Planning permission granted on appeal at South East’s largest reservoir
Proposals to convert a derelict fishing lodge at Bewl Water in Lamberhurst, Kent into four-holiday apartments have been approved.
It follows a 12-month appeal against the decision of the Wealden District Council over ‘ecological concerns’, however, a government-appointed inspector has now ruled in favour of the reservoir concluding that the small-scale development ‘would not adversely impact on the integrity of the protected European site’.
The appeal has granted the change of use and an extension of the fishing lodge to form 4 x 1 bed tourist units. The run-down building, which is in desperate need of conservation has been vacant since 2016 but prior to that had been used to support fishing at the reservoir.
Inside anglers could hire boats, tackle, and fishing equipment as well as purchase permits which have since moved online along with other administrative tasks.
However, due to the declining conditions of the fishing lodge, support for Bewl Water’s angling community has been relocated to another building onsite.
Operations Manager Kevin Parker said:
“As the largest reservoir in South East England, Bewl is a popular water sports destination, particularly with fishermen so it was necessary to relocate them to accommodate their needs. Since then, the building has been vacant – we haven’t used it for seven years”.
The proposed development aims to conserve the fishing lodge through small-scale restorations to encourage greater long-term spending within the surrounding area and contribute to local tourism accommodation, which the Council indicate there is presently an identified shortage.
‘We still find ourselves dealing with the aftermath of the Covid-19 crisis – travel afar is still very much off the table for many people, especially with rising living costs, and the tourist board continues to tell me that there’s not enough quality accommodation in the area’ Kevin explained.
‘Services need to be stepped up to keep pace with rising expectations, and to protect the future of Bewl Water as both a visitor attraction and haven for wildlife’ he continued.
Home to hundreds of species, Bewl Water spends over £1.3 million annually running and maintaining the estate, which includes ongoing biodiversity schemes. These play a huge role in maintaining the reservoir’s natural ecosystem and include shoaling measures and conservation grazing.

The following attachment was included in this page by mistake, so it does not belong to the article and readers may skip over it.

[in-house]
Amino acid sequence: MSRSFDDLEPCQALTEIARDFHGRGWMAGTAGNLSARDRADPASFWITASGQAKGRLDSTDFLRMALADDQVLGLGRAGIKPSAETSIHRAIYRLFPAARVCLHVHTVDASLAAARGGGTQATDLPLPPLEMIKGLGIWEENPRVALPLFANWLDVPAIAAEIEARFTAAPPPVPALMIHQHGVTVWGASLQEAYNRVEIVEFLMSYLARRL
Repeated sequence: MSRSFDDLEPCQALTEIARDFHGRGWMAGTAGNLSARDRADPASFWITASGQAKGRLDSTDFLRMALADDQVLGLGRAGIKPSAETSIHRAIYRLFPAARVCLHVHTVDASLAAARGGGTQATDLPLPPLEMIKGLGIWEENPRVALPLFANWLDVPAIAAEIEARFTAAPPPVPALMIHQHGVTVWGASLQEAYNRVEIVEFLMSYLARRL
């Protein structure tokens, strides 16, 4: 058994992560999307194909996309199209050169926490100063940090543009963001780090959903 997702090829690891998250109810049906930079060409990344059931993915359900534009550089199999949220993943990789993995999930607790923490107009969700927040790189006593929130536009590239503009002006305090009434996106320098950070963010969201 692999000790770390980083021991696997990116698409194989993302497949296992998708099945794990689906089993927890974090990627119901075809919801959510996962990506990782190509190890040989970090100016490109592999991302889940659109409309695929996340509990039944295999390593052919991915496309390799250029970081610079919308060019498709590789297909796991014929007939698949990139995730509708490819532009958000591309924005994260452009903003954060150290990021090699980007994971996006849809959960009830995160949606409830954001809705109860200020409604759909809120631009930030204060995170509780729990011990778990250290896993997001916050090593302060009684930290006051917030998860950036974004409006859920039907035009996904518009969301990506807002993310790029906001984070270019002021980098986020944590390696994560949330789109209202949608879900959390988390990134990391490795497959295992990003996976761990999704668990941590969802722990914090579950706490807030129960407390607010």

As part of the appeal decision, the planning inspector said:
“The appellant [Bewl Water] has carried out all the required ecological assessments that have been subject to the Council’s Biodiversity Officer consideration”.
To address ecology issues during construction, Bewl Water says fencing and dust coverings will be used throughout, protecting the woodland close by and its native wildlife. They have also provided bird counts as part of the appeal.
“We understand that Bewl Water is treasured by the local community as a unique and beautiful landscape,” said Head Ranger Daniel Baker.
“Since submitting the planning application, we have increased our ranger team to ensure we are adequately prepared to care for our local wildlife throughout the development, which of course will put a higher demand on our protection efforts” he continued.
As well as giving great weight to its designated species, the proposal also takes into consideration landscape conservation. Minimal light pollution will be achieved by controlled and directional low lighting, whilst reduced glazing will limit reflection and glare.
And whilst the renovations would alter the appearance of the existing building, designs have been carefully planned to respect and enhance its original character. External materials would remain in keeping with the area and include feather-edged timber boarding, along with metal and timber for the external stairs and balconies.
Bewl Water says they are now working towards ensuring all conditions outlined in the appeal decision are met, which includes submitting a scheme for the enhancement of the site for biodiversity.